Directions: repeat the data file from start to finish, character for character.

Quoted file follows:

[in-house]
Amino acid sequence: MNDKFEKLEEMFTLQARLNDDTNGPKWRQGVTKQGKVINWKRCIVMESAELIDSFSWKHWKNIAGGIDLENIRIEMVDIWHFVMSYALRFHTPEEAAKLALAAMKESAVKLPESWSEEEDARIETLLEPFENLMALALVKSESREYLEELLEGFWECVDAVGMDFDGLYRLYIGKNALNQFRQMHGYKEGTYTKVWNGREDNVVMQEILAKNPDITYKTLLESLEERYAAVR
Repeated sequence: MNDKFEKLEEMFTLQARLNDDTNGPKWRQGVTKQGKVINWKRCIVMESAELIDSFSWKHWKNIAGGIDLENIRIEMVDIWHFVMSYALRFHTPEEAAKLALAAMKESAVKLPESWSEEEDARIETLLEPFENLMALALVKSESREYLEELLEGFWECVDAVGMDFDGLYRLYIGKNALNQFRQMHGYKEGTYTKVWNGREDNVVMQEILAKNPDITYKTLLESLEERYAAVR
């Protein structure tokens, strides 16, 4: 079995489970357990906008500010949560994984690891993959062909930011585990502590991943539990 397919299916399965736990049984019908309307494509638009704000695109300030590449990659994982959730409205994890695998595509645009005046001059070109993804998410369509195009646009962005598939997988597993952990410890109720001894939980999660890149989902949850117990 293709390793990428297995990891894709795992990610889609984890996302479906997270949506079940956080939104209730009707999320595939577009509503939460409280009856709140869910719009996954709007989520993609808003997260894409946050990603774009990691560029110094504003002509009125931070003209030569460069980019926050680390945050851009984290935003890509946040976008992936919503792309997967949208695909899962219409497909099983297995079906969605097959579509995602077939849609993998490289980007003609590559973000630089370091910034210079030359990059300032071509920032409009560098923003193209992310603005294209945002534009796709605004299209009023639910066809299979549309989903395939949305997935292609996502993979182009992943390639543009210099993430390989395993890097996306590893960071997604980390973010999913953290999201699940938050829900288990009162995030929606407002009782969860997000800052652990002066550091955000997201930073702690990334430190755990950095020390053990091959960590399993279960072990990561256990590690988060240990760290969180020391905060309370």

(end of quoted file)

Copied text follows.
[in-house]
Amino acid sequence: MNDKFEKLEEMFTLQARLNDDTNGPKWRQGVTKQGKVINWKRCIVMESAELIDSFSWKHWKNIAGGIDLENIRIEMVDIWHFVMSYALRFHTPEEAAKLALAAMKESAVKLPESWSEEEDARIETLLEPFENLMALALVKSESREYLEELLEGFWECVDAVGMDFDGLYRLYIGKNALNQFRQMHGYKEGTYTKVWNGREDNVVMQEILAKNPDITYKTLLESLEERYAAVR
Repeated sequence: MNDKFEKLEEMFTLQARLNDDTNGPKWRQGVTKQGKVINWKRCIVMESAELIDSFSWKHWKNIAGGIDLENIRIEMVDIWHFVMSYALRFHTPEEAAKLALAAMKESAVKLPESWSEEEDARIETLLEPFENLMALALVKSESREYLEELLEGFWECVDAVGMDFDGLYRLYIGKNALNQFRQMHGYKEGTYTKVWNGREDNVVMQEILAKNPDITYKTLLESLEERYAAVR
């Protein structure tokens, strides 16, 4: 079995489970357990906008500010949560994984690891993959062909930011585990502590991943539990 397919299916399965736990049984019908309307494509638009704000695109300030590449990659994982959730409205994890695998595509645009005046001059070109993804998410369509195009646009962005598939997988597993952990410890109720001894939980999660890149989902949850117990 293709390793990428297995990891894709795992990610889609984890996302479906997270949506079940956080939104209730009707999320595939577009509503939460409280009856709140869910719009996954709007989520993609808003997260894409946050990603774009990691560029110094504003002509009125931070003209030569460069980019926050680390945050851009984290935003890509946040976008992936919503792309997967949208695909899962219409497909099983297995079906969605097959579509995602077939849609993998490289980007003609590559973000630089370091910034210079030359990059300032071509920032409009560098923003193209992310603005294209945002534009796709605004299209009023639910066809299979549309989903395939949305997935292609996502993979182009992943390639543009210099993430390989395993890097996306590893960071997604980390973010999913953290999201699940938050829900288990009162995030929606407002009782969860997000800052652990002066550091955000997201930073702690990334430190755990950095020390053990091959960590399993279960072990990561256990590690988060240990760290969180020391905060309370």